Darwin’s finches reverse evolution according to the Royal Society’s website Science in the News – Thursday 4 May “Biologists have found that one of Darwin’s Galapagos finches has begun to revert to an earlier form because of interference caused by a growing human population. The ‘evolution in reverse’ study is published in Proceedings of the Royal Society B.
They report “Humans are causing evolution to slip into reverse for one of the finch species that lives on the islands. Scientists have found that the finch is losing the distinguishing trait that was causing it to split into two different species.” In the wild, medium ground finches have two distinct forms – large beaked and small beaked – and scientists believe the species was evolving into two different species. However, a team of scientists lead by Andrew Hendry of McGill University have studied finches around human settlements and found many ground finches have intermediate sized beaks. Hendry describes the finding as “evolution in reverse” and goes on to say, “It is an evolutionary split within a species that is being reversed as we think human activity is responsible.” What he means is that human activity such as importing plants with intermediate sized seeds, or feeding the birds with rice grains, is giving the intermediate forms a selective advantage. In the wild where there are small and large seeds the small and large beaked birds have a selective advantage over the intermediate beaked birds.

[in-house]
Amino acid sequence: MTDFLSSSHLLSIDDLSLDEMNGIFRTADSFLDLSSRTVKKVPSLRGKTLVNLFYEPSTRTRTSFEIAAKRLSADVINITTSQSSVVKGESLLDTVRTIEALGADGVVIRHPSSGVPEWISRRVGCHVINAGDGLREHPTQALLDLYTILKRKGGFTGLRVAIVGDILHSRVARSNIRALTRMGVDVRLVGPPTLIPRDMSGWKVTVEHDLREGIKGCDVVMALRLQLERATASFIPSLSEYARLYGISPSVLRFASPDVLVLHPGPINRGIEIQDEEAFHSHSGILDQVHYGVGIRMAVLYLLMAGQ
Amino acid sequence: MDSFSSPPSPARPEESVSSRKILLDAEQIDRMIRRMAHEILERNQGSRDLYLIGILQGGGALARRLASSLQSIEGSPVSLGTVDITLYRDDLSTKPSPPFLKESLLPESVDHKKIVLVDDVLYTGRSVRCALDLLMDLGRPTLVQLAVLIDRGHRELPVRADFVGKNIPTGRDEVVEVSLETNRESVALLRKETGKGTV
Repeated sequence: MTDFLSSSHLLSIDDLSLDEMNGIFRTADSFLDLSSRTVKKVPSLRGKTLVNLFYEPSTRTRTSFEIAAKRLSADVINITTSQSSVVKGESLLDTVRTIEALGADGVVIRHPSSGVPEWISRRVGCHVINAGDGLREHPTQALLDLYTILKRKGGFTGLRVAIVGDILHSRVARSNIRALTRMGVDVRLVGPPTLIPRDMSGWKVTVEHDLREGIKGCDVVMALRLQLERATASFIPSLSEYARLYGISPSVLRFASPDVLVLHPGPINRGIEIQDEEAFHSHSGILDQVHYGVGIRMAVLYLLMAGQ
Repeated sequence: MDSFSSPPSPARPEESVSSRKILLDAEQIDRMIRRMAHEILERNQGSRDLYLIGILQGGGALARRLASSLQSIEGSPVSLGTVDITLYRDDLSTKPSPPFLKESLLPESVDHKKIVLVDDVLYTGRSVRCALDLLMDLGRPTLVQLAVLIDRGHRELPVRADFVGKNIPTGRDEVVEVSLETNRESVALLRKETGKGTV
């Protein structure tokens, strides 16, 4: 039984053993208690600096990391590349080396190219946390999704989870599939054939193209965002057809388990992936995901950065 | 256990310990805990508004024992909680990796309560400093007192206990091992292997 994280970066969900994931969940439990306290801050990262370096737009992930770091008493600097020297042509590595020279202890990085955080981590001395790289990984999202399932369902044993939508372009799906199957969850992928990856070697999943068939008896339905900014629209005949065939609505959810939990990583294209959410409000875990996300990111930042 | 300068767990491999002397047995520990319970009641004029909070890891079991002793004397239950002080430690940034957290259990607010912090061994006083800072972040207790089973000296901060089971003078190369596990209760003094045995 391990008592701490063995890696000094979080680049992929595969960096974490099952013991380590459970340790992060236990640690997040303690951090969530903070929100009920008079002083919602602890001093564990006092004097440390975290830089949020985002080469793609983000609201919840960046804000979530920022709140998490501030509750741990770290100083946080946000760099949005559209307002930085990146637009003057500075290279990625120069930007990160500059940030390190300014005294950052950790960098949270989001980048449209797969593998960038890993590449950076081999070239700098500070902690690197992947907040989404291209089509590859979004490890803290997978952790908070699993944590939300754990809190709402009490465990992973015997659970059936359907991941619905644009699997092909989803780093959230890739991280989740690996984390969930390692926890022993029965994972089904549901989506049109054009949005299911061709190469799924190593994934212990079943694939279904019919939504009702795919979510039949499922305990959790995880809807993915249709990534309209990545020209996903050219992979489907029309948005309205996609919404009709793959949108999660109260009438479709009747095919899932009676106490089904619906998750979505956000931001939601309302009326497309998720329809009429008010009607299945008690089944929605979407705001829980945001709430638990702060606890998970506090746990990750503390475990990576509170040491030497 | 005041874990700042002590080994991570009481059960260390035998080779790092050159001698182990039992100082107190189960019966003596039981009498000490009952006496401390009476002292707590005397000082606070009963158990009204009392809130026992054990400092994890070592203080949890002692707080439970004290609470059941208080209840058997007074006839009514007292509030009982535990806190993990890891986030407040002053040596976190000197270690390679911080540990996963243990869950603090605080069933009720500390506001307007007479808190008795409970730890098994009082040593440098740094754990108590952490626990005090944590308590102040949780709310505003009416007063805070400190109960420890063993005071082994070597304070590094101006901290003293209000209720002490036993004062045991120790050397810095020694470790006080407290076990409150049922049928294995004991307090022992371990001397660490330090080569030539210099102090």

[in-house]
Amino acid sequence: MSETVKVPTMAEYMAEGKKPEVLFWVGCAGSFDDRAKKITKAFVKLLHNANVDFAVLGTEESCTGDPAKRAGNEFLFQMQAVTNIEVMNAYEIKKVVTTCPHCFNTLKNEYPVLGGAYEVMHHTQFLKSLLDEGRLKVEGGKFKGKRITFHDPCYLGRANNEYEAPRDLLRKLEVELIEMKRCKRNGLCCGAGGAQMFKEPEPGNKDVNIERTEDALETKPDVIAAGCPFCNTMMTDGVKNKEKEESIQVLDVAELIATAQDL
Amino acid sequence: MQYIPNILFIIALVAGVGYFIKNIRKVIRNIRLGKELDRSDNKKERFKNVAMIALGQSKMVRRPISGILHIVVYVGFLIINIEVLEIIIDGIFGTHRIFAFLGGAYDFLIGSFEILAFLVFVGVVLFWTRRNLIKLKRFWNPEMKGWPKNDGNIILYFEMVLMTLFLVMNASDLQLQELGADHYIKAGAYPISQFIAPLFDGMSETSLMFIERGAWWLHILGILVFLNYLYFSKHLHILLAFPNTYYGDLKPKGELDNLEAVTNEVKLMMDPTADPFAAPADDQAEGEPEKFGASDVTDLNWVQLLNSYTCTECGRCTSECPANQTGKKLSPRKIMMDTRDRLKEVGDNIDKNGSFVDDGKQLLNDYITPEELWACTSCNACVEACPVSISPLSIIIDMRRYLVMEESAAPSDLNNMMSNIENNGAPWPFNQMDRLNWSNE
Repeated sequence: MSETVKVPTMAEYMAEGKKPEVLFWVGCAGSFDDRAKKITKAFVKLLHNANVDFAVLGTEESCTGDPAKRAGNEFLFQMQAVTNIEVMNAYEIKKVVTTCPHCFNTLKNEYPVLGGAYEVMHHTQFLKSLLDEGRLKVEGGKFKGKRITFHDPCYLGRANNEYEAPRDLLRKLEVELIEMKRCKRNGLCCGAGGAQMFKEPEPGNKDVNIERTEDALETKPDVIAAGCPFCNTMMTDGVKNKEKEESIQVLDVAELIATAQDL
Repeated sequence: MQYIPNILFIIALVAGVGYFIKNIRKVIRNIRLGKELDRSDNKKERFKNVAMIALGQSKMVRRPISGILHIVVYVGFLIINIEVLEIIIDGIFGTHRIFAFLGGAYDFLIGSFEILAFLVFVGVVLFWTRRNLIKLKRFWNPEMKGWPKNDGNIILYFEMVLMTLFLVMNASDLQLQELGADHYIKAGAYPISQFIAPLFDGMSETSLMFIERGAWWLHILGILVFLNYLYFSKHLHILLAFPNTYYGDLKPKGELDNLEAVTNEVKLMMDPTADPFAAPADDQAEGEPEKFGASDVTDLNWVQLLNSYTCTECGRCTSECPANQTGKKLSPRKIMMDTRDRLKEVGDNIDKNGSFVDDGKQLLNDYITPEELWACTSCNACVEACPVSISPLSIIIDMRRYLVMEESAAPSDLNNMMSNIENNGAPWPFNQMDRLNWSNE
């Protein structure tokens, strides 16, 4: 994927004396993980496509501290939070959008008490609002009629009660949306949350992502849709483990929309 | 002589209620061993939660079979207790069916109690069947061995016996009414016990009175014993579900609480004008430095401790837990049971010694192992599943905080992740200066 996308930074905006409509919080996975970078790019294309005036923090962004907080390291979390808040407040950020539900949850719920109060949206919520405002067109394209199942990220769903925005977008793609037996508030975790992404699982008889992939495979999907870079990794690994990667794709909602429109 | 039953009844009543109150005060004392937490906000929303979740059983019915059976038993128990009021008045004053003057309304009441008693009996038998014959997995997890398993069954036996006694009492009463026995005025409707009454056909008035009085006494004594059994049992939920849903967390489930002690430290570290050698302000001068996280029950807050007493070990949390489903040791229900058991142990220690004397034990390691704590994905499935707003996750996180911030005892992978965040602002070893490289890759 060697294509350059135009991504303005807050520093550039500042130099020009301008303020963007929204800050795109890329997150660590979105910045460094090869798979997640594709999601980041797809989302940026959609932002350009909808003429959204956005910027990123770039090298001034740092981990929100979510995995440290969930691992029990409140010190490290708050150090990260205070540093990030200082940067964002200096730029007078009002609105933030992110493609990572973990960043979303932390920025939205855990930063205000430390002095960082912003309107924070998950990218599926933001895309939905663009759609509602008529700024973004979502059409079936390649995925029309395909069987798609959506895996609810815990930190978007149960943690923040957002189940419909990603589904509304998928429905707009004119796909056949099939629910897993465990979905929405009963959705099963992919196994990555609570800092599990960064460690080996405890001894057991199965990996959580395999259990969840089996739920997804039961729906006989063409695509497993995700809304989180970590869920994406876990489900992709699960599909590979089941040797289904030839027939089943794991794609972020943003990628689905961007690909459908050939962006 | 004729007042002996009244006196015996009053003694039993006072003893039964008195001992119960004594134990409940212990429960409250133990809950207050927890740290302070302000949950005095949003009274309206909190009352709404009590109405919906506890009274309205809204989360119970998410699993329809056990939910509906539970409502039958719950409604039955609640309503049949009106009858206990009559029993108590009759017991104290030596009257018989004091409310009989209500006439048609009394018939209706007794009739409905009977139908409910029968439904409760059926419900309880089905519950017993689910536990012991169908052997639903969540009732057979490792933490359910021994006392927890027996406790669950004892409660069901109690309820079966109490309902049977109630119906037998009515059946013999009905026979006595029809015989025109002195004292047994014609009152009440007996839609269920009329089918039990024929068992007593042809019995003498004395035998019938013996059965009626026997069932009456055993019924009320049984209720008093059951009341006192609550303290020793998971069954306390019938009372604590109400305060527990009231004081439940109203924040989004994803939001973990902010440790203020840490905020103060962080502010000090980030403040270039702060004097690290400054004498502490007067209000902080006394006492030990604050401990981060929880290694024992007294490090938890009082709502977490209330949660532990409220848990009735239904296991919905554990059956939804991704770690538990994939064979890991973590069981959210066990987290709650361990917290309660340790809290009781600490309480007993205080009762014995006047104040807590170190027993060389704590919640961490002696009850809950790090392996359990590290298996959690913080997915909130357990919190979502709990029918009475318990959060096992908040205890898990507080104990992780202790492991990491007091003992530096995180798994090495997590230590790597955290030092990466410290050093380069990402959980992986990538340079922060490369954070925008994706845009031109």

Editorial Comment: There is nothing new in observing Galapagos Finches with intermediate beak sizes. Grange reported in New Scientist 3 July 1999, that fertile hybrids between Darwin’s Finch species were common and had “beaks – intermediate in shape.” So any change in relative numbers of different ground finch forms due to human pressure may be selection (natural or artificial), but it is not evolution in any direction. The claim that birds with intermediate sized beaks are an “earlier form” is a belief, not an observed fact. From Charles Darwin to the present, Galapagos finches have been observed to have had small, intermediate and large beaks. The variation in numbers of each beak size within the population is not evolution, simply because the finches have not changed. Even if the large and small beaked birds did split into two populations that did not breed with one another, it still would not be evolution – it would simply be the splitting of a larger, more varied population into two smaller, less varied populations. The birds themselves would still be finches. In fact, 150 years of observations of Galapagos Island finches show they are an excellent example of the built in variation within a created kind, enabling living creatures to cope with changes in their environment. If the change in the environment exceeds their ability to copy – they don’t evolve – they become extinct!
Evidence News 10th May 2006